Obey River Campground - The Obey River Campground and Day-use area is located on Dale Hollow Lake about 3 miles south of Byrdstown. The campground has 132 sites. Water and/or electric hook-ups available. Additional amenities include hot showers, playgrounds, two picnic shelters, a swimming beach, a dump station, laundry facilities, a boat launch, and a public telephone. A full-service public marina is nearby
Sgt. Alvin York State Historical Park - The Sgt. Alvin C. York State Historic Park, located in Pall Mall, Tennessee, pays tribute to Sgt. Alvin C. York, the backwoods marksman from the mountains of Tennessee who became one of the most decorated soldiers of World War I. The Park has a museum and picnic facilities.
Pickett State Park and Forest - Situated in a remote section of the upper Cumberland Mountains, the 17,372-acre Pickett State Park and Forest possess a combination of scenic, botanical and geological wonders found nowhere else in Tennessee. Of particular interest are the uncommon rock formations, natural bridges, numerous caves and remains of ancient Indian occupation. Some say Pickett is second only to the Great Smoky Mountains in botanical diversity. The park is adjacent to the massive Big South Fork National River and Recreation Area, with more than 100,000 acres of prime wilderness country.
Cordell Hull Folk Festival - Enjoy bluegrass and gospel music, old fashion dress, storytelling, arts and crafts, handcrafted gifts, clogging and visit the modest log cabin birthplace of the famous Cordell Hull, Father of the United Nations and Nobel Peace Prize Winner. There is food, music, and fun throughout the day. A brand new children's area features: Children's Hay Maize, Corn Shuck Doll Making, and Petting Zoo.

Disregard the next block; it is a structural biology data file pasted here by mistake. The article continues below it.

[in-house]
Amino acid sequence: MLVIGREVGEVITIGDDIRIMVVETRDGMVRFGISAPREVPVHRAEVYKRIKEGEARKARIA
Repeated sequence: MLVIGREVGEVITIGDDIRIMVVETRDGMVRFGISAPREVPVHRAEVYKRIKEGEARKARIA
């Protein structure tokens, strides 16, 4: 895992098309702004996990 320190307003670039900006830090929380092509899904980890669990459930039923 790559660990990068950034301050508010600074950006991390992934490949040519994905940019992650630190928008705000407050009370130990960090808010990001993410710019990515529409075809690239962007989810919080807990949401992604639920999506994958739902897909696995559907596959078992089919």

Rollercoaster Fair - A three day grassroots extravaganza from Mammoth Cave, KY to Tennessee - around Dale Hollow Lake and back to Glasgow, KY, with over 150 miles of yard sales, crafts, antiques, handcrafted quilts, produce, southern foods, BBQ, entertainment, souvenirs, flea markets and moreStarting your day with a pNext a. The Rollercoaster Fair in Kentucky, started in 1986 by Sarah Ann Bowers, is one of her proudest accomplishments. Ms. Bowers wanted to improve the beautiful Cordell Hull Highway and needed to prove that this road was well traveled. Therefore, in 1986 she put a fair on the Cordell Hull Highway and in 2001, 140,000 visitors traveled to the Rollercoaster Fair! For their ten year anniversary, the attendance surpassed that of the Kentucky Derby and today Hwy. 63, Kentucky Scenic Byway is a road well traveled and has been greatly improved, due to Ms. Bowers persistent efforts. Ms. Bowers has also been instrumental in bringing Rollercoaster Fair 2002 in to the State of Tennessee, working with Kentucky's neighbor and bringing it down Hwy. 63 to Celina, Clay County, Livingston, Overton County and ending in Byrdstown, Tennessee, birthplace of Cordell Hull. The Rollercoaster Fair 2003 had the theme, "Let Freedom Ring" and honored our U.S. Servicemen.